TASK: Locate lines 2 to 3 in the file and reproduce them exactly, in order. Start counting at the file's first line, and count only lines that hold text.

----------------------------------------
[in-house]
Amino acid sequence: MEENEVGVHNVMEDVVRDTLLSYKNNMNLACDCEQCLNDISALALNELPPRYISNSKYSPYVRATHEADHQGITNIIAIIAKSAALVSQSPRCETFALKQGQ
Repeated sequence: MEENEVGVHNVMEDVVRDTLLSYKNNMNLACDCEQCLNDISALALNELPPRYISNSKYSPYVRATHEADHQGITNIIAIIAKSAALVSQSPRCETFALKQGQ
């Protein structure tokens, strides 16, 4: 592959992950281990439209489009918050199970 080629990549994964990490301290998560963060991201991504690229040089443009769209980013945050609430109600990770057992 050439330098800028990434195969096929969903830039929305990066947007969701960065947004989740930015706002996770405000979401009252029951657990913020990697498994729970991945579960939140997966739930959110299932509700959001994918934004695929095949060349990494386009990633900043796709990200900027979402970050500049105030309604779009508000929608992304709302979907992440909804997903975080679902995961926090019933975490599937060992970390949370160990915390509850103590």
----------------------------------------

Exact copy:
Amino acid sequence: MEENEVGVHNVMEDVVRDTLLSYKNNMNLACDCEQCLNDISALALNELPPRYISNSKYSPYVRATHEADHQGITNIIAIIAKSAALVSQSPRCETFALKQGQ
Repeated sequence: MEENEVGVHNVMEDVVRDTLLSYKNNMNLACDCEQCLNDISALALNELPPRYISNSKYSPYVRATHEADHQGITNIIAIIAKSAALVSQSPRCETFALKQGQ